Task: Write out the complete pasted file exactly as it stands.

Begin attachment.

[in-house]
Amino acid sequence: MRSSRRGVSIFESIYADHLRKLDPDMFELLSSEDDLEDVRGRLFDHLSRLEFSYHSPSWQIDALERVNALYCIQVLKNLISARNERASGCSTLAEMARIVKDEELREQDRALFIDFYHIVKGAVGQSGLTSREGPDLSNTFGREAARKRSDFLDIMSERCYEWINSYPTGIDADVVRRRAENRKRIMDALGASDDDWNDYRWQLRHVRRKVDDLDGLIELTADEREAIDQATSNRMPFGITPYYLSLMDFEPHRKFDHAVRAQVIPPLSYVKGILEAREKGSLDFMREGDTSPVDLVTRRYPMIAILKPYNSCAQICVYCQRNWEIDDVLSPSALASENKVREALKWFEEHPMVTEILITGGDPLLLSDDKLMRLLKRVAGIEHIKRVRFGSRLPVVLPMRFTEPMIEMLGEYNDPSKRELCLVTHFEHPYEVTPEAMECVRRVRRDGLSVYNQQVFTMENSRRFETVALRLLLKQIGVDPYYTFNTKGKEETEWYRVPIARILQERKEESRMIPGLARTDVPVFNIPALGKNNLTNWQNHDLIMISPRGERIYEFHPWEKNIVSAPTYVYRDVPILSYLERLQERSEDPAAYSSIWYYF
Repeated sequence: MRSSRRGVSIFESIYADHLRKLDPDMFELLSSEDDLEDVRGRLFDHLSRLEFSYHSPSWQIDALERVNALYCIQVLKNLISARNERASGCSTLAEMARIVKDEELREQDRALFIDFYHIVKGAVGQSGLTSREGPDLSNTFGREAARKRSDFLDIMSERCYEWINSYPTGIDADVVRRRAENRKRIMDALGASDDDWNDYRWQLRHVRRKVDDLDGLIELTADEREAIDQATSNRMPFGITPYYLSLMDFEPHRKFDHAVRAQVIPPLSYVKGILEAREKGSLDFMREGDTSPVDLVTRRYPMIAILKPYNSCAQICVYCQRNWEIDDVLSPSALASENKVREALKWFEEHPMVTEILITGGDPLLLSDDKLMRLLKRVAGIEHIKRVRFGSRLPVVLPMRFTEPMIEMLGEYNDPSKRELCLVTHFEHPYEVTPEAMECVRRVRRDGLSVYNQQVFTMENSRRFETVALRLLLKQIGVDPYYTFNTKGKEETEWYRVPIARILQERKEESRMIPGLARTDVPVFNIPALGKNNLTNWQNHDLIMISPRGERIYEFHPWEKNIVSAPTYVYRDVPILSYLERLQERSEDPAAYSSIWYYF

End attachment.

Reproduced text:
[in-house]
Amino acid sequence: MRSSRRGVSIFESIYADHLRKLDPDMFELLSSEDDLEDVRGRLFDHLSRLEFSYHSPSWQIDALERVNALYCIQVLKNLISARNERASGCSTLAEMARIVKDEELREQDRALFIDFYHIVKGAVGQSGLTSREGPDLSNTFGREAARKRSDFLDIMSERCYEWINSYPTGIDADVVRRRAENRKRIMDALGASDDDWNDYRWQLRHVRRKVDDLDGLIELTADEREAIDQATSNRMPFGITPYYLSLMDFEPHRKFDHAVRAQVIPPLSYVKGILEAREKGSLDFMREGDTSPVDLVTRRYPMIAILKPYNSCAQICVYCQRNWEIDDVLSPSALASENKVREALKWFEEHPMVTEILITGGDPLLLSDDKLMRLLKRVAGIEHIKRVRFGSRLPVVLPMRFTEPMIEMLGEYNDPSKRELCLVTHFEHPYEVTPEAMECVRRVRRDGLSVYNQQVFTMENSRRFETVALRLLLKQIGVDPYYTFNTKGKEETEWYRVPIARILQERKEESRMIPGLARTDVPVFNIPALGKNNLTNWQNHDLIMISPRGERIYEFHPWEKNIVSAPTYVYRDVPILSYLERLQERSEDPAAYSSIWYYF
Repeated sequence: MRSSRRGVSIFESIYADHLRKLDPDMFELLSSEDDLEDVRGRLFDHLSRLEFSYHSPSWQIDALERVNALYCIQVLKNLISARNERASGCSTLAEMARIVKDEELREQDRALFIDFYHIVKGAVGQSGLTSREGPDLSNTFGREAARKRSDFLDIMSERCYEWINSYPTGIDADVVRRRAENRKRIMDALGASDDDWNDYRWQLRHVRRKVDDLDGLIELTADEREAIDQATSNRMPFGITPYYLSLMDFEPHRKFDHAVRAQVIPPLSYVKGILEAREKGSLDFMREGDTSPVDLVTRRYPMIAILKPYNSCAQICVYCQRNWEIDDVLSPSALASENKVREALKWFEEHPMVTEILITGGDPLLLSDDKLMRLLKRVAGIEHIKRVRFGSRLPVVLPMRFTEPMIEMLGEYNDPSKRELCLVTHFEHPYEVTPEAMECVRRVRRDGLSVYNQQVFTMENSRRFETVALRLLLKQIGVDPYYTFNTKGKEETEWYRVPIARILQERKEESRMIPGLARTDVPVFNIPALGKNNLTNWQNHDLIMISPRGERIYEFHPWEKNIVSAPTYVYRDVPILSYLERLQERSEDPAAYSSIWYYF